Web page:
“Nurse practitioners are not physicians,” Seale told the Amarillo Globe-News. “We don’t have all of the knowledge and expertise that they have. So, when we encounter something we’re unfamiliar with, we still work as a team with our physicians here in the facility to make sure our veterans get the best care. But it basically streamlines the care process.”
Nurse practitioners are prepared by their education and training to prescribe medicine, but 28 states, including Texas, still restrict NPs from practicing at the full extent of their capability.
The Veterans Affairs (VA) ruling is considered a victory for many nurses who point to stressors like the primary care gap to showcase the need for more organizations to lift these restrictions. The results could provide relief for states like Texas, which experienced intense strains on medical resources during Hurricane Harvey.
In fact, Texas, California and Florida are all restrictive practice states that have an increasing need for medical professionals to respond to recent natural disasters. Fortunately, each of these states has multiple military bases with VA hospitals, where NPs are able to provide medical care for veterans in need.
Learning from Seale’s experiences and other providers at the VA can help NPs at other organizations and hospitals become more aware of the scope of practice regulations and the impact it can have on nursing practice development and patient outcomes.
Earning full practice authority is not what nurse practitioners and critics might expect, according to Shelly S. de Peralta, DNP, AC-NP MSN, RN, who has worked at the VA Greater Los Angeles Healthcare System for 17 years.
The ruling states that “full practice authority is granted by VA upon demonstrating that the advanced educational, testing, and licensing requirements established in this rulemaking are met and upon the recommendation and approval of the medical executive committee when the provider is credentialed and privileged.”
De Peralta said most states have individual review processes for their nurse practitioners to be granted FPA. She serves as co-chair for an advanced practice nurse review board at the VA that oversees the credentialing and peer-review process for the system’s 80-plus nurse practitioners.
“Credentialing includes collecting signatures and proof of professional standards before going to the medical executive committee,” de Peralta said of California.
Texas, California and Florida are all restrictive practice states that have an increasing need for medical professionals to respond to recent natural disasters.
Among the controversies resulting from the ruling is the lack of inclusion for nurse anesthetists at the VA; the organization cited a sufficient number of Certified Registered Nurse Anesthetists (CRNAs) in the field, and therefore found no necessity to grant them full practice authority. However, many organizations are actively working to apply the ruling to nurse anesthetists who care for veterans, and the VA is accepting and considering comments from professionals in the field who want to expand the application.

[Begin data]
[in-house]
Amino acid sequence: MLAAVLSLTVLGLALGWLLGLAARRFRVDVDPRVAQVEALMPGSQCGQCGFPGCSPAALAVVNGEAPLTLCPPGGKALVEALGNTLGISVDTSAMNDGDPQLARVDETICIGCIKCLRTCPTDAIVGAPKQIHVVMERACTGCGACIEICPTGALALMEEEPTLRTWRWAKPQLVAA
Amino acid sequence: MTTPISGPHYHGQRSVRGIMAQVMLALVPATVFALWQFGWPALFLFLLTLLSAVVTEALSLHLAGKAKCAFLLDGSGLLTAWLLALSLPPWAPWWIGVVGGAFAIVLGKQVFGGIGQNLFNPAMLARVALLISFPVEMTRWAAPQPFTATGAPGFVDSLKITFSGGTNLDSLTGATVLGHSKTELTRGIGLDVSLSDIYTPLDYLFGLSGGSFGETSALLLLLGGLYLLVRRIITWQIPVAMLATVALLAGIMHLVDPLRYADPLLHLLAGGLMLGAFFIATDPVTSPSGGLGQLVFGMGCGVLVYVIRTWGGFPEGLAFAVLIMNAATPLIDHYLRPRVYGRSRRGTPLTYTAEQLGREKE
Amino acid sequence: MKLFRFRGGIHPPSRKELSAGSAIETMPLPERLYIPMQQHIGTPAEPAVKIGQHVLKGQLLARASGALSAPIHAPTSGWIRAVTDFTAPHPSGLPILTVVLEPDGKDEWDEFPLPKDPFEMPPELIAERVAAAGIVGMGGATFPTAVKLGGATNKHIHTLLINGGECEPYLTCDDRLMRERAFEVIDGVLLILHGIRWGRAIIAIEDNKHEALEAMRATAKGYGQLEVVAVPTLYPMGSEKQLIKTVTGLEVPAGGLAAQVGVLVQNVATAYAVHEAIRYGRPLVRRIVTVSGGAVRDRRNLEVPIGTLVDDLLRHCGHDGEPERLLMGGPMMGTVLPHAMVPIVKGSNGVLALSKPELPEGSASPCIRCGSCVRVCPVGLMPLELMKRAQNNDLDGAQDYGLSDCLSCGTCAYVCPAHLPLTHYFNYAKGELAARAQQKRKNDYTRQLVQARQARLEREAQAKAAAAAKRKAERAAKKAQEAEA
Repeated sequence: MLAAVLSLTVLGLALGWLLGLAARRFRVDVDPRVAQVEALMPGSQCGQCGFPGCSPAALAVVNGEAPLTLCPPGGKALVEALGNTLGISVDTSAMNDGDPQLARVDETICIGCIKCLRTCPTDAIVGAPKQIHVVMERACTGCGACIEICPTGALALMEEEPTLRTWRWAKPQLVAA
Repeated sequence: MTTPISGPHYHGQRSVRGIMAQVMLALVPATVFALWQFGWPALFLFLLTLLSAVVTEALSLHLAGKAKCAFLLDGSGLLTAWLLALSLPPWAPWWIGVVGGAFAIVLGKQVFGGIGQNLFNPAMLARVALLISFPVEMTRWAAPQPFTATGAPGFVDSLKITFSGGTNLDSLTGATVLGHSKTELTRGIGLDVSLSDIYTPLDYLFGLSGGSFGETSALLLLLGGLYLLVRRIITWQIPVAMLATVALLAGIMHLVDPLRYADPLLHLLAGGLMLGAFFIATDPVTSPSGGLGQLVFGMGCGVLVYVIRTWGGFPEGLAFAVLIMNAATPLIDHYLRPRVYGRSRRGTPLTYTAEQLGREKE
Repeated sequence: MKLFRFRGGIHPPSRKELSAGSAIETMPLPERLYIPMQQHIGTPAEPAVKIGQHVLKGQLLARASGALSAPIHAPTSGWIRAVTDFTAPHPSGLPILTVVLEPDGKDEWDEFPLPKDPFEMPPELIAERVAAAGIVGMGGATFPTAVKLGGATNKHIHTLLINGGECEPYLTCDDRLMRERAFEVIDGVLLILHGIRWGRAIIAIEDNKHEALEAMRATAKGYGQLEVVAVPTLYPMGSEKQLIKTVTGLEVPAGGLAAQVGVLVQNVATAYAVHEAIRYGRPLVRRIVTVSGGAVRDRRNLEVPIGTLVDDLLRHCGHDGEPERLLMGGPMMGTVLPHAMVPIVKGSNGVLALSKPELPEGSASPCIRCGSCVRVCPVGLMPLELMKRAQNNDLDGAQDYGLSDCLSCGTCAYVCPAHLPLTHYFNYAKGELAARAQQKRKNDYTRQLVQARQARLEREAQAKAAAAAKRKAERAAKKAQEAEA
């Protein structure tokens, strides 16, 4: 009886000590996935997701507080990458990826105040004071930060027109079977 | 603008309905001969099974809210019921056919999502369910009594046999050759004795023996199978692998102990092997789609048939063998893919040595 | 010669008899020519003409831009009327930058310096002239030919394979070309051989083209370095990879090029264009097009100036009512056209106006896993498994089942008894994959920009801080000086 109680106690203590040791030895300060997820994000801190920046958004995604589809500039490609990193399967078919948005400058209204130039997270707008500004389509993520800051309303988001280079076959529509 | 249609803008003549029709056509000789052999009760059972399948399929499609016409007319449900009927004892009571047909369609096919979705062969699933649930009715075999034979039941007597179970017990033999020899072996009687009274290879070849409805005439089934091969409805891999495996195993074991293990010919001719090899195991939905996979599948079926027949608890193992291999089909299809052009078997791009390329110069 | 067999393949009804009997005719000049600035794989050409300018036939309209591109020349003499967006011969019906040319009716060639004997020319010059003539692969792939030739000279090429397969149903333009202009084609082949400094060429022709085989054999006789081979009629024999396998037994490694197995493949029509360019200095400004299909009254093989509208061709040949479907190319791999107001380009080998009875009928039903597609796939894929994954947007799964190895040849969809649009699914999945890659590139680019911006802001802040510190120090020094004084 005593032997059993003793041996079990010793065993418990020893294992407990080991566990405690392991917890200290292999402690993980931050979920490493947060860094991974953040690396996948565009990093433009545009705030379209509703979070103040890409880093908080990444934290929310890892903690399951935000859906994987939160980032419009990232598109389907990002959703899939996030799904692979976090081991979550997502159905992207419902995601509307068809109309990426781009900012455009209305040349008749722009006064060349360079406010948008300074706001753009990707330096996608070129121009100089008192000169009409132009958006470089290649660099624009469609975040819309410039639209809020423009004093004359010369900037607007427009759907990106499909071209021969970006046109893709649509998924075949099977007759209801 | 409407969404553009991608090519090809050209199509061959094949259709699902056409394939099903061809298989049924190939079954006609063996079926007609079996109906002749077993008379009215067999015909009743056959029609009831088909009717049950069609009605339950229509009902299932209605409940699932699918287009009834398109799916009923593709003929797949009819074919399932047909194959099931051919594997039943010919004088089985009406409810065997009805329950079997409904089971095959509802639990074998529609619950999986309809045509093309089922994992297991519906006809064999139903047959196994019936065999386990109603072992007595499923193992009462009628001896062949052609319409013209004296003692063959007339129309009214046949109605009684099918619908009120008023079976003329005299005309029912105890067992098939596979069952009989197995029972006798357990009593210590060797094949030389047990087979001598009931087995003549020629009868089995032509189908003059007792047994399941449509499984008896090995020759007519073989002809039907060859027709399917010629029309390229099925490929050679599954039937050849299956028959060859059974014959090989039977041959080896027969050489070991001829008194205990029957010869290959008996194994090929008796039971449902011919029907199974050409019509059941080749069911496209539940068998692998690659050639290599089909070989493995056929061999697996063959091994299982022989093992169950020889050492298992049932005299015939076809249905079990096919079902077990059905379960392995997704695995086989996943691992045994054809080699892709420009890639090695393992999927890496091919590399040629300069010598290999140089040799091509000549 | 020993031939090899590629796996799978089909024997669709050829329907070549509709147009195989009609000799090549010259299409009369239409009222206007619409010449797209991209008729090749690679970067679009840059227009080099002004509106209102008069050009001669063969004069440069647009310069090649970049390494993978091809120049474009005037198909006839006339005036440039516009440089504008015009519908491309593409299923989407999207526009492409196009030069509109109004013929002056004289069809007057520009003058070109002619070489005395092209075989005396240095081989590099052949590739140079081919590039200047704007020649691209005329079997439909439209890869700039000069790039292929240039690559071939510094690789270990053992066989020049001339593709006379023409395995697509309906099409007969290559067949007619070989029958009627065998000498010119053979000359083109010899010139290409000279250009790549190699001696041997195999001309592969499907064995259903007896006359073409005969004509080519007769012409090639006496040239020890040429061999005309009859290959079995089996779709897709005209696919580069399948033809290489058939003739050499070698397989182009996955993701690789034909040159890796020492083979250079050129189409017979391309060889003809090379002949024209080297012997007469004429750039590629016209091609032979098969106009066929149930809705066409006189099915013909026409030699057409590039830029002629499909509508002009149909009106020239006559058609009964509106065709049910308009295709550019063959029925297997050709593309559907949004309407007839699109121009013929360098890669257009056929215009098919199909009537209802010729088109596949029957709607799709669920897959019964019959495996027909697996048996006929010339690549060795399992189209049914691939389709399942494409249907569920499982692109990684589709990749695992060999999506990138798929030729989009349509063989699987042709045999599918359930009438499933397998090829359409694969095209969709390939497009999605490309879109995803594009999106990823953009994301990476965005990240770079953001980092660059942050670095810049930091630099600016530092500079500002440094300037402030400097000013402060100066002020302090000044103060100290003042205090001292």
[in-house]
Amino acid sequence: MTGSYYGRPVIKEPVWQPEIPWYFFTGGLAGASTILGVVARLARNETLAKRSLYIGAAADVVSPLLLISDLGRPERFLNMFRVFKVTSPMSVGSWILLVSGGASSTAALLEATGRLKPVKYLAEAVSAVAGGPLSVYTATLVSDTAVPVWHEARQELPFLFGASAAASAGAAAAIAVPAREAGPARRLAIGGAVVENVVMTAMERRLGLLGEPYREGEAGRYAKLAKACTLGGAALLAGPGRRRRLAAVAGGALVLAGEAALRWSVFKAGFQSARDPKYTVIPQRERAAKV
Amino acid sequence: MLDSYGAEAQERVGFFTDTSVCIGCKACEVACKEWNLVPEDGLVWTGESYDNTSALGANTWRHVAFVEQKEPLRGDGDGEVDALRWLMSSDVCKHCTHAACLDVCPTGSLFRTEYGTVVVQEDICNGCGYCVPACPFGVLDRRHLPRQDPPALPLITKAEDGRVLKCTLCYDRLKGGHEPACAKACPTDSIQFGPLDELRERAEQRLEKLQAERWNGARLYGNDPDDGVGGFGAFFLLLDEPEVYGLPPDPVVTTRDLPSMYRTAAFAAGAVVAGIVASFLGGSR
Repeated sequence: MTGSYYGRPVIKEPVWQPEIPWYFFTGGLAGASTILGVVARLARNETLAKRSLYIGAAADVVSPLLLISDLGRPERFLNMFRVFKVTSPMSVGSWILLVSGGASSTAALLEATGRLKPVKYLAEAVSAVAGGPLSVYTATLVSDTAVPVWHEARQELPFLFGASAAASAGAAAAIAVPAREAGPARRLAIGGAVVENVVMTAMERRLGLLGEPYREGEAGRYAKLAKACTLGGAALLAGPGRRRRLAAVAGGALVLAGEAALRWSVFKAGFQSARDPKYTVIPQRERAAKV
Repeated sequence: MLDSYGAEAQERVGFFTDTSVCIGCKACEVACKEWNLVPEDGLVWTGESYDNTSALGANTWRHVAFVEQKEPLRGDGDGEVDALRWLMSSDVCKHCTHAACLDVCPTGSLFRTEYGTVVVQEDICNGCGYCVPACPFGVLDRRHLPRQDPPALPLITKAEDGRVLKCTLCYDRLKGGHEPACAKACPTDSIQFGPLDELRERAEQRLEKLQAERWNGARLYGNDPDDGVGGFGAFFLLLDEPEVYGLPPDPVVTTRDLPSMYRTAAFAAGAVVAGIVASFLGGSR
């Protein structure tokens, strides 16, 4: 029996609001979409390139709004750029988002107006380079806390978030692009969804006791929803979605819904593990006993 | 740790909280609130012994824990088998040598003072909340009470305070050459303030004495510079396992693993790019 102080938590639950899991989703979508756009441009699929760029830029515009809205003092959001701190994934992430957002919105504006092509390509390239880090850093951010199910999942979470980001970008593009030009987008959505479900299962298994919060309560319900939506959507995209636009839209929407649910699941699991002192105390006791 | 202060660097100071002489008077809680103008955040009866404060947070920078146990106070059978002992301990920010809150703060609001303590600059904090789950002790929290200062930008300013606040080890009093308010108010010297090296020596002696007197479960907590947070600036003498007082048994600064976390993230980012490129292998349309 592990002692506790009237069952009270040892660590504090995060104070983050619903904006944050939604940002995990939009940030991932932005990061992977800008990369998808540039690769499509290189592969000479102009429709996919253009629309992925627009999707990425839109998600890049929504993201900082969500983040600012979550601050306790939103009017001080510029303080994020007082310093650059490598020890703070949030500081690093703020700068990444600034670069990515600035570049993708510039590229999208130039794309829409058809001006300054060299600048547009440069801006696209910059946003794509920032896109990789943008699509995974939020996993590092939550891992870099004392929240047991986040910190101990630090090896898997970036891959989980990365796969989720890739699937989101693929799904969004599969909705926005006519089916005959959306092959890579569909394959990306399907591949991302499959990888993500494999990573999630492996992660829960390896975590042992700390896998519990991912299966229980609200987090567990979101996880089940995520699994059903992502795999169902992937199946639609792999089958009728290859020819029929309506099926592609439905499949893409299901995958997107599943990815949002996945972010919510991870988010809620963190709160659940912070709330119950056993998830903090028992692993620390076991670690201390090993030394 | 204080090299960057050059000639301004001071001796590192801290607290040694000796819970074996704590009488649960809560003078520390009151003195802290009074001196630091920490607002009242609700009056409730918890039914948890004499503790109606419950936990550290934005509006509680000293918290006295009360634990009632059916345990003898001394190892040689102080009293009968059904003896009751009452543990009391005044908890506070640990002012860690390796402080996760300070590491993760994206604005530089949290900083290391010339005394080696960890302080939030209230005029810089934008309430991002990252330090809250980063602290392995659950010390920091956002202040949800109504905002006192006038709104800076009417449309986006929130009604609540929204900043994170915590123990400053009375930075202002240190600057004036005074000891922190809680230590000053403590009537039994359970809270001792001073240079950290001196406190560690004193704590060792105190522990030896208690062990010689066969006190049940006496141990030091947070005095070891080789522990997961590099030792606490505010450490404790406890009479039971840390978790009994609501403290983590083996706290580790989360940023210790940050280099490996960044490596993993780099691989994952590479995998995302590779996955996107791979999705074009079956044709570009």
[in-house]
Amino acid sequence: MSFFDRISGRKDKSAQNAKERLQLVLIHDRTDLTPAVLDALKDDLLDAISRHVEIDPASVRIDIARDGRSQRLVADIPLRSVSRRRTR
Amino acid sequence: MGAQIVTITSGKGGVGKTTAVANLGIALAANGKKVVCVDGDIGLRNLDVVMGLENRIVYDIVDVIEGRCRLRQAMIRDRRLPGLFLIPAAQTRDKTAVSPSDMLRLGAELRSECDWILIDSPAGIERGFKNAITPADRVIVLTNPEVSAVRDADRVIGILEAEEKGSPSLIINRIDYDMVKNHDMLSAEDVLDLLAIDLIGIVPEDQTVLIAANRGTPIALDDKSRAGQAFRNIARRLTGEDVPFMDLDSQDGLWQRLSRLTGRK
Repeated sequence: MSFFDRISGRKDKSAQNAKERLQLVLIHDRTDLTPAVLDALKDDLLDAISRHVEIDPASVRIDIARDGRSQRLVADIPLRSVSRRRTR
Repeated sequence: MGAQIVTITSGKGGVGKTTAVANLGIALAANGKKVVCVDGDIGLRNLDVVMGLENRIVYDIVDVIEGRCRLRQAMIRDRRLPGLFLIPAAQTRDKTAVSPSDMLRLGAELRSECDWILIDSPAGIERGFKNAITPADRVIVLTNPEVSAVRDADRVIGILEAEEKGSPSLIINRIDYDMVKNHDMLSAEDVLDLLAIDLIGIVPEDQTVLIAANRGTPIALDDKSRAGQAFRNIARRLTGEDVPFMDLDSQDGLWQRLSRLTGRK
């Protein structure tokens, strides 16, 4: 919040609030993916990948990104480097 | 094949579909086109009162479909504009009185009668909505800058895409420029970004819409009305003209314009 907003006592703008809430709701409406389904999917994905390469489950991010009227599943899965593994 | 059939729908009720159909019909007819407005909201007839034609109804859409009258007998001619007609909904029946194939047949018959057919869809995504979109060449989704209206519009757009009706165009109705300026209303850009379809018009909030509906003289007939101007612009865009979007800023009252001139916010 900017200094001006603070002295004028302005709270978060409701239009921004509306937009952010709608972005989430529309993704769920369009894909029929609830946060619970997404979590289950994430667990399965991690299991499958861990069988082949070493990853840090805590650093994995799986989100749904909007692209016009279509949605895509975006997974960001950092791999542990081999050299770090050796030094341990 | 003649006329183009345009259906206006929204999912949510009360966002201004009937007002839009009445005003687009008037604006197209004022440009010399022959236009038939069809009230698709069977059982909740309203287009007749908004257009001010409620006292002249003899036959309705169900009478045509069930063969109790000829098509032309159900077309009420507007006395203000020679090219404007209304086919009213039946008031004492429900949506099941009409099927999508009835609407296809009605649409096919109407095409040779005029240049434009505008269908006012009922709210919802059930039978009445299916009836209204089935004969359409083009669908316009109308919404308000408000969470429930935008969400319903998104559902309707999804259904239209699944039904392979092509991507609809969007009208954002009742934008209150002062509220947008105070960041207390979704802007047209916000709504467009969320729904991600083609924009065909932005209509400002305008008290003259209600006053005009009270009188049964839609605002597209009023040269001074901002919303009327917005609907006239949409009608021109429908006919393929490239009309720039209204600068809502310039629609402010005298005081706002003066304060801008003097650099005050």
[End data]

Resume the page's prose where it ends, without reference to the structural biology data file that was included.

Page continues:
The VA is the largest employer of nurses in the United States, accounting for 93,500 registered and advance practice nurses at the time of the ruling in 2016. Academic partnerships, travel opportunities and professional development are just a few of the ways that the VA attracts nurses who feel called to serve vulnerable populations.
“The specific care needs you address at the VA really make an impact,” de Peralta said. “I feel that by treating service members, I am also contributing to serving my country.”
Working at the VA is known to bring a level of autonomy and educational opportunities that many nurse practitioners seek for growth and development. However, the VA acknowledged a need to retain more NPs at its facilities. The Full Practice Authority ruling is yet another incentive for NPs to join the ranks and stay at the VA for more years, according to Kristin Kopelson, MSN, RN, NP, FNP-BC, ACNP-BC, a primary care provider, lead nurse practitioner and site manager at VA Greater Los Angeles Primary and Ambulatory Care Clinics.
“Now we are able to work much more efficiently because we don’t have to wait around for a provider who doesn’t know the patient to sign orders or paperwork,” Kopelson said. “We can move more quickly to get the patients and the families what they need.”
She supervises a staff of 25 primary and specialty care NPs and has been recognized by the VA for high team performance in the Patient Centered Medical Home Model.
Kopelson and other supporters of FPA say the ruling increases efficiency, saves money and yields better patient outcomes for veterans.
Supporters of FPA say the ruling increases efficiency, saves money and yields better patient outcomes for veterans.
For NPs who don’t yet have the right to practice at the full scope, Kopelson advised perseverance in facing the difficult road ahead. “Professionalism isn’t dictated by a piece of paper but by the behavior exhibited in conduct when collaborating with others,” she said.
For Woodruff, the bottom line of full practice authority is rooted in patient outcomes.
“These are people who have supported our country; they need the best care we can offer,” she said.